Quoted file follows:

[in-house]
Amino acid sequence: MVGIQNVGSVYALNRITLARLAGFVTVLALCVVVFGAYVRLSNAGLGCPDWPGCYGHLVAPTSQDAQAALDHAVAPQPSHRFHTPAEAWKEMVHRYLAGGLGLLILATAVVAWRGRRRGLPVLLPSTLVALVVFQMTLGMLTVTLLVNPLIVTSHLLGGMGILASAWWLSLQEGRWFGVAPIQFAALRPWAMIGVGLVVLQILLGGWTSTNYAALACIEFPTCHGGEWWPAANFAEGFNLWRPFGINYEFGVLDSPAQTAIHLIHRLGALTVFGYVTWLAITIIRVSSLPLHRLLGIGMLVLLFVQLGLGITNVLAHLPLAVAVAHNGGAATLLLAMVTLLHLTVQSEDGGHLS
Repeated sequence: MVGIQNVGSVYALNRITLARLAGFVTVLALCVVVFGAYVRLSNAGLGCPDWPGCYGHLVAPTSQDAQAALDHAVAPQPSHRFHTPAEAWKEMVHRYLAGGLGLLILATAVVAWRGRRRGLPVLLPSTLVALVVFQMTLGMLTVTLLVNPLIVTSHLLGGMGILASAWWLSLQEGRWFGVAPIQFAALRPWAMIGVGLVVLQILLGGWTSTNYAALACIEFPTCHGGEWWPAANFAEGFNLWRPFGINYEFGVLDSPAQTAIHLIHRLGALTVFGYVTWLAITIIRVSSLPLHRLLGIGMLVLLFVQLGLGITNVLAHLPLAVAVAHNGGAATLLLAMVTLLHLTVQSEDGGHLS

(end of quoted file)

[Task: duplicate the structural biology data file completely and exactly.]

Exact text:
[in-house]
Amino acid sequence: MVGIQNVGSVYALNRITLARLAGFVTVLALCVVVFGAYVRLSNAGLGCPDWPGCYGHLVAPTSQDAQAALDHAVAPQPSHRFHTPAEAWKEMVHRYLAGGLGLLILATAVVAWRGRRRGLPVLLPSTLVALVVFQMTLGMLTVTLLVNPLIVTSHLLGGMGILASAWWLSLQEGRWFGVAPIQFAALRPWAMIGVGLVVLQILLGGWTSTNYAALACIEFPTCHGGEWWPAANFAEGFNLWRPFGINYEFGVLDSPAQTAIHLIHRLGALTVFGYVTWLAITIIRVSSLPLHRLLGIGMLVLLFVQLGLGITNVLAHLPLAVAVAHNGGAATLLLAMVTLLHLTVQSEDGGHLS
Repeated sequence: MVGIQNVGSVYALNRITLARLAGFVTVLALCVVVFGAYVRLSNAGLGCPDWPGCYGHLVAPTSQDAQAALDHAVAPQPSHRFHTPAEAWKEMVHRYLAGGLGLLILATAVVAWRGRRRGLPVLLPSTLVALVVFQMTLGMLTVTLLVNPLIVTSHLLGGMGILASAWWLSLQEGRWFGVAPIQFAALRPWAMIGVGLVVLQILLGGWTSTNYAALACIEFPTCHGGEWWPAANFAEGFNLWRPFGINYEFGVLDSPAQTAIHLIHRLGALTVFGYVTWLAITIIRVSSLPLHRLLGIGMLVLLFVQLGLGITNVLAHLPLAVAVAHNGGAATLLLAMVTLLHLTVQSEDGGHLS